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A city in ruins

Against the backdrop of widespread destruction, it’s easy to lose track of the implications for day-to-day life. Yet, in many respects, it’s precisely the wreckage of things like Mariupol’s fledgling hockey program that bring the tragedy of the war into sharper focus.

The city’s ice rink, now in ruins, opened in October 2020 and the hockey team was established at the same time. Zhdanov worked with the club from its inception, starting out as a manager for hockey and figure skating schools. That attracted about 300 people into ice sports – no mean feat in a sunny southern city with little tradition of winter sports.

Backing from the Ice Hockey Federation of Ukraine and the Ukrainian Hockey League and its sponsors brought visits from hockey stars like Olexander Pobyedonostsev (a four-time Ukrainian champion and former captain on the national team) and Serhi Varlamov (a 2002 Olympian who had 63 NHL games with St. Louis and Calgary) and the current season saw Zhdanov take on a new role as commercial manager when the end of Covid-19 restrictions meant fans could come to the arena to see the team in person for the first time.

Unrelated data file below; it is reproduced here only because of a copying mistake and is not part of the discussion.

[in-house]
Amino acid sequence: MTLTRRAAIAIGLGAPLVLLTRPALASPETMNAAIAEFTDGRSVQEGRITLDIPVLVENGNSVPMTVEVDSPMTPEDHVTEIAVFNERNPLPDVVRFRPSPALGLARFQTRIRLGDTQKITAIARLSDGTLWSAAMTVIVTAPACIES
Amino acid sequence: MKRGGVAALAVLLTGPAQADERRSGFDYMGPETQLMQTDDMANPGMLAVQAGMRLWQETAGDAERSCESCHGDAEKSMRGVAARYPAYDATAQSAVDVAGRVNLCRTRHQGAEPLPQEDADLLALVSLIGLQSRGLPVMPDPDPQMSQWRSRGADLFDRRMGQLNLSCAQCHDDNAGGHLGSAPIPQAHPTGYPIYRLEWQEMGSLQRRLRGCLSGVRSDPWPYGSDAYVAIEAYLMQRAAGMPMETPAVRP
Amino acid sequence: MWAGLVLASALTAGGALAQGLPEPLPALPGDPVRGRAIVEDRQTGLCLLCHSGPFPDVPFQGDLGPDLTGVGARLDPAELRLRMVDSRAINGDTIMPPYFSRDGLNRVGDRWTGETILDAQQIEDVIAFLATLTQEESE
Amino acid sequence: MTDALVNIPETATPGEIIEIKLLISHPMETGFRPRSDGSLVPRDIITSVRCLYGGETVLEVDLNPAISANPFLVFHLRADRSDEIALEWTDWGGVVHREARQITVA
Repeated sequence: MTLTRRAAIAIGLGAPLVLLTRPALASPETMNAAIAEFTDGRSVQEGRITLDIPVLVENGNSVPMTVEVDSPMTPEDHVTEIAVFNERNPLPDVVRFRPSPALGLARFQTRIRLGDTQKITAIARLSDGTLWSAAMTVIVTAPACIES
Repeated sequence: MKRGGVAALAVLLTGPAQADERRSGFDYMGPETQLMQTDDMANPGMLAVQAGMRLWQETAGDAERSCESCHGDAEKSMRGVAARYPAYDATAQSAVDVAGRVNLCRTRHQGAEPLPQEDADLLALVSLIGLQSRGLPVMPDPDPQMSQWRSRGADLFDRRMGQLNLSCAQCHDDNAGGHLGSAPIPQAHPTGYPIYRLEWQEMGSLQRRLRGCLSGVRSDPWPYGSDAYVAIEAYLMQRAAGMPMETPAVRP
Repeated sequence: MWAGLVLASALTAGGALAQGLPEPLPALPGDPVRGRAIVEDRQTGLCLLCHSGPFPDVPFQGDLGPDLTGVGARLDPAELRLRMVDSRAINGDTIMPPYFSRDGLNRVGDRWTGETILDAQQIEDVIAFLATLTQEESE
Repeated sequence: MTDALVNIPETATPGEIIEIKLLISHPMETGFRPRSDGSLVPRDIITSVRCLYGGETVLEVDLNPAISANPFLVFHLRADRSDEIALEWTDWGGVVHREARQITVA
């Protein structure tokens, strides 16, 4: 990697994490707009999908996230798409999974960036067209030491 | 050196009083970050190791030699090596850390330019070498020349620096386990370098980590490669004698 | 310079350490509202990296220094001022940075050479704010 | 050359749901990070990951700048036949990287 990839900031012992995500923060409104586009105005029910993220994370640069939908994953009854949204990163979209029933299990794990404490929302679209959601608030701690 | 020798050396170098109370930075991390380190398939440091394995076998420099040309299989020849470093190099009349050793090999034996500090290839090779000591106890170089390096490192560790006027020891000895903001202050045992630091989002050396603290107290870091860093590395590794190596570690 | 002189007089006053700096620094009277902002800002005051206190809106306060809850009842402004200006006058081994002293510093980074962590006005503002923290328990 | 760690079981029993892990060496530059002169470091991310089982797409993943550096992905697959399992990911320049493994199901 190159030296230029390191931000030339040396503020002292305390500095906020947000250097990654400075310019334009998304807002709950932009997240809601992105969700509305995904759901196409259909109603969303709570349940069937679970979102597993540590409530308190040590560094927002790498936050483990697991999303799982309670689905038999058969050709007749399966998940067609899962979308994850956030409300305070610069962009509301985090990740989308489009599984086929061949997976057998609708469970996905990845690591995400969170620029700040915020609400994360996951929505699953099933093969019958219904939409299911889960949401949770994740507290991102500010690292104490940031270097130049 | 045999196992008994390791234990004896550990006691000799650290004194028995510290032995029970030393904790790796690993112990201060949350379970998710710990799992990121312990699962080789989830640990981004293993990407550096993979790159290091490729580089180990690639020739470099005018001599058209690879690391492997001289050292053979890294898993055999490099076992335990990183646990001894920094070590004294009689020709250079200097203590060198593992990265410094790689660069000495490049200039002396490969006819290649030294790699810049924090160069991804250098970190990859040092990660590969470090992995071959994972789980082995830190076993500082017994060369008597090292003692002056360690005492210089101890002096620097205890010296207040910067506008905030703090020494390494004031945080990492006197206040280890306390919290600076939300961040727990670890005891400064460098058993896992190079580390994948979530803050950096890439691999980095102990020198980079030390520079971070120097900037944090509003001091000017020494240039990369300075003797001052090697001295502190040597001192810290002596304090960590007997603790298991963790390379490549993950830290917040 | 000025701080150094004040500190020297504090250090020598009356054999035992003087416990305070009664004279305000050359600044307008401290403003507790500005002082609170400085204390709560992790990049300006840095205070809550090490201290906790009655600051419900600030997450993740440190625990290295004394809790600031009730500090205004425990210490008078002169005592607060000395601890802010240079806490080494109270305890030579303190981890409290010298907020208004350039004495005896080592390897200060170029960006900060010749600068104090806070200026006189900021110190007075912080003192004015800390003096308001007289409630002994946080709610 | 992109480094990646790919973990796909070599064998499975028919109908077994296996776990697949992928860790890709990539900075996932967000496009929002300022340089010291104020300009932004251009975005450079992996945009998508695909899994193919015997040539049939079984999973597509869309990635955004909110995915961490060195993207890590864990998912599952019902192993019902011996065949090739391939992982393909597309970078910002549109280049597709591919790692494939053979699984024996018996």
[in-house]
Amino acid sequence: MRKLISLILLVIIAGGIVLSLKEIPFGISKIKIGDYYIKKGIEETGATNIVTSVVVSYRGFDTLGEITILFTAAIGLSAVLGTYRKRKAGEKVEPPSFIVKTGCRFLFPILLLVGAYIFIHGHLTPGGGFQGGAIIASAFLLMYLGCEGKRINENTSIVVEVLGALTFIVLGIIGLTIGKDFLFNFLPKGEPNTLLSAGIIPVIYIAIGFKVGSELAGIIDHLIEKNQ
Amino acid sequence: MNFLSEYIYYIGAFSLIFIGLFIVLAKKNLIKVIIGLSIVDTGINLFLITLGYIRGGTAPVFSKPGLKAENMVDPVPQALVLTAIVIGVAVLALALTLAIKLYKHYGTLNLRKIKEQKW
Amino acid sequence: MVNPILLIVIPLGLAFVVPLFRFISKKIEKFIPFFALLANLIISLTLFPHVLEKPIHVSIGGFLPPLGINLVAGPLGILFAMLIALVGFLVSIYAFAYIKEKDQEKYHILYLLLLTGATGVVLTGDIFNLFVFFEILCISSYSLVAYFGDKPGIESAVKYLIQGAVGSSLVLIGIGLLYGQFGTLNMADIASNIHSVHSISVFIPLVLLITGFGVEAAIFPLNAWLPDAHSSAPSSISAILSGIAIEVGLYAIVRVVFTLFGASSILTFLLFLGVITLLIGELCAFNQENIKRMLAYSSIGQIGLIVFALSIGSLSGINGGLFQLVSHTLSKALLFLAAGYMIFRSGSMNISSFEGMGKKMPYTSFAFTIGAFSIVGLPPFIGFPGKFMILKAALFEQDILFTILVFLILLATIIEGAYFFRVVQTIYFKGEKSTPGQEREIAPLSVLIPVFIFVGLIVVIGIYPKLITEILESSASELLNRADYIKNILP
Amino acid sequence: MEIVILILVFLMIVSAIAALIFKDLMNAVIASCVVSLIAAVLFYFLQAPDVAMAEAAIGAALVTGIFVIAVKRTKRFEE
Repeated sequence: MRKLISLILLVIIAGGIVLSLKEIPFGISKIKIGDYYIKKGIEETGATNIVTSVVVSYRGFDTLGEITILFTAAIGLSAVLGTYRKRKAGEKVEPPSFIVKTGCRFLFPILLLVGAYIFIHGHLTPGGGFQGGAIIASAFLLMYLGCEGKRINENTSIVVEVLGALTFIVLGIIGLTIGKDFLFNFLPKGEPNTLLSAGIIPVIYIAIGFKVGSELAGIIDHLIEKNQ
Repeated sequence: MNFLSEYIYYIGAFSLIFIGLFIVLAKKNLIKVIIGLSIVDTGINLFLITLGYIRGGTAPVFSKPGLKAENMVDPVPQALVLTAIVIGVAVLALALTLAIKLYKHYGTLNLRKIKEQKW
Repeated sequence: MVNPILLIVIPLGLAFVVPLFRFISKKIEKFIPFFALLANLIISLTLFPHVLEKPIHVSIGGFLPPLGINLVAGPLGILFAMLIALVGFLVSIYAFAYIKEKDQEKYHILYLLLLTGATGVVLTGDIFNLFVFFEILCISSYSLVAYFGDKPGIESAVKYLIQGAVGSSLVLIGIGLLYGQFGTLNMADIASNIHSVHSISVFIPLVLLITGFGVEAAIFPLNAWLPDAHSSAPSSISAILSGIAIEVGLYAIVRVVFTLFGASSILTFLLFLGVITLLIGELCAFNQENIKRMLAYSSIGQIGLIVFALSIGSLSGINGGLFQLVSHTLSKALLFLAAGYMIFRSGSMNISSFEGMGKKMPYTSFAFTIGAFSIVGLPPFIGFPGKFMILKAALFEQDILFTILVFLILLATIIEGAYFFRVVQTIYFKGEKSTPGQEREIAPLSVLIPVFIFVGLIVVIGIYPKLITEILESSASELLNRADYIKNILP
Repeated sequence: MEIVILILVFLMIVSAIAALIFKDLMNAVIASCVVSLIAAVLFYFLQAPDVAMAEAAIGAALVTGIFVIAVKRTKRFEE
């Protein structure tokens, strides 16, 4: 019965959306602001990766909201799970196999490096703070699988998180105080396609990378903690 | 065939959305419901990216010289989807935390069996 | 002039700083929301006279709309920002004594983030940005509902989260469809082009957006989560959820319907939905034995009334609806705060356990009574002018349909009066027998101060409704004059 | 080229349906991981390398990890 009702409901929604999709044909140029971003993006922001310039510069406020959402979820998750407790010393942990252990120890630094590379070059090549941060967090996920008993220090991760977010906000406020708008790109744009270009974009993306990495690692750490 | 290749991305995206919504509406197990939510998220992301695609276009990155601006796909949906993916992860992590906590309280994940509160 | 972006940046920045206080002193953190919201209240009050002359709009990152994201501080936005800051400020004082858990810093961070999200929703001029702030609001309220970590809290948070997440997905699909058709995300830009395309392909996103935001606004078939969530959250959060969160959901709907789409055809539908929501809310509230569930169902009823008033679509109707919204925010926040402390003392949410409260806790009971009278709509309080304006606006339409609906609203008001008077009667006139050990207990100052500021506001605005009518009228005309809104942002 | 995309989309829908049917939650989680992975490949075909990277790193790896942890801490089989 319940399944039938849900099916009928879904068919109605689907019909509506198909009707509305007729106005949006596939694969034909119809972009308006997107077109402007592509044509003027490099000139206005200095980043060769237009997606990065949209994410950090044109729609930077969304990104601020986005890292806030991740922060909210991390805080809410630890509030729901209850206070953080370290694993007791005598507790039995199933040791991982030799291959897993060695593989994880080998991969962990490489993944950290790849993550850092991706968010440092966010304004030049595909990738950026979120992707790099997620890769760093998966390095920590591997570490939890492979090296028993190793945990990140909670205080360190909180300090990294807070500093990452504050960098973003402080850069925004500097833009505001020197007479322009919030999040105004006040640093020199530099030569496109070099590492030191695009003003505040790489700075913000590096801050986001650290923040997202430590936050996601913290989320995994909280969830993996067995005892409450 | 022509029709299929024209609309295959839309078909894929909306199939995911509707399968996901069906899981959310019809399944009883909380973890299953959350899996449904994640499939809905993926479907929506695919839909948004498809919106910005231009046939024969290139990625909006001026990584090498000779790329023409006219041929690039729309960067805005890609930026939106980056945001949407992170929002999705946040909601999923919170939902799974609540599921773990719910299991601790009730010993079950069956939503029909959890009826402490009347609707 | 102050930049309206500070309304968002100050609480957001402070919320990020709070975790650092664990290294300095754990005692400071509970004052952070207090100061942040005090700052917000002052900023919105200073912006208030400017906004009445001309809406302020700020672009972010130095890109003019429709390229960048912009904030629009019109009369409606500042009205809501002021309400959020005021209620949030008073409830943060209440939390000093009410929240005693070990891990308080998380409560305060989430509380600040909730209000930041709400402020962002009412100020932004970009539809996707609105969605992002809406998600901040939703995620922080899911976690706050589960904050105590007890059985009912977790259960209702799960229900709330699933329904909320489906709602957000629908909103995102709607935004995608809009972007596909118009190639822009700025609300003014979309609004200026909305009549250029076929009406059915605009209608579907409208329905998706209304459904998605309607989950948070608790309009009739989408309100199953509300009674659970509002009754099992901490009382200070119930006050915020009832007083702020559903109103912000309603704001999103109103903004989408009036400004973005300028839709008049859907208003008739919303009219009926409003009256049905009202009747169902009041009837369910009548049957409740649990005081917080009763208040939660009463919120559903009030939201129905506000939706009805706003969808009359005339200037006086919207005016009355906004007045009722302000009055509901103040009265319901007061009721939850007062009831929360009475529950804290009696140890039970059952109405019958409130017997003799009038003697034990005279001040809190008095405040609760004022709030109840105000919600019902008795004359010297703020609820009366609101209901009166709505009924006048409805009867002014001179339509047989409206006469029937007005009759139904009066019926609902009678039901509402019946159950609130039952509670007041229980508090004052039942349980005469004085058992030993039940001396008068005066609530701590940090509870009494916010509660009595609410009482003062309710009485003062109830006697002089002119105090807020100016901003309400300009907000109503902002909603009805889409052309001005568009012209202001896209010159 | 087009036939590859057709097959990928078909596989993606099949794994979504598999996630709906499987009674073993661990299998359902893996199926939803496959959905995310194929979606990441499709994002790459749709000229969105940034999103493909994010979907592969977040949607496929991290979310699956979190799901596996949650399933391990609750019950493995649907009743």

“In Mariupol, hockey was something new, but I think people quickly fell in love with it,” Zhdanov said. “We were building a good fanbase and even though it was an exhibition tournament, people in the city were excited when our team won the Azov Sea Cup and beat a famous club like Donbass.”

That progress came to an abrupt halt in February.

“On 23 February the team went to play a road game,” Zhdanov recalled. “We were planning to go to Kramatorsk the next day – it’s not far from Mariupol, maybe 250 kilometres – and we wanted to take our young supporters to the game. But that evening we decided it wasn’t safe to go, our government was discussing a new law cancelling public events.

“Even then, we couldn’t imagine what was coming the next day. My life was turned upside down for a second time – I was born in Donetsk and had to leave there in 2014, so it’s the second time I’ve had to leave home because of war. In the morning when my mother told me that the war had started, I was shocked. It felt like everything was happening again and I didn’t want to believe the news.”

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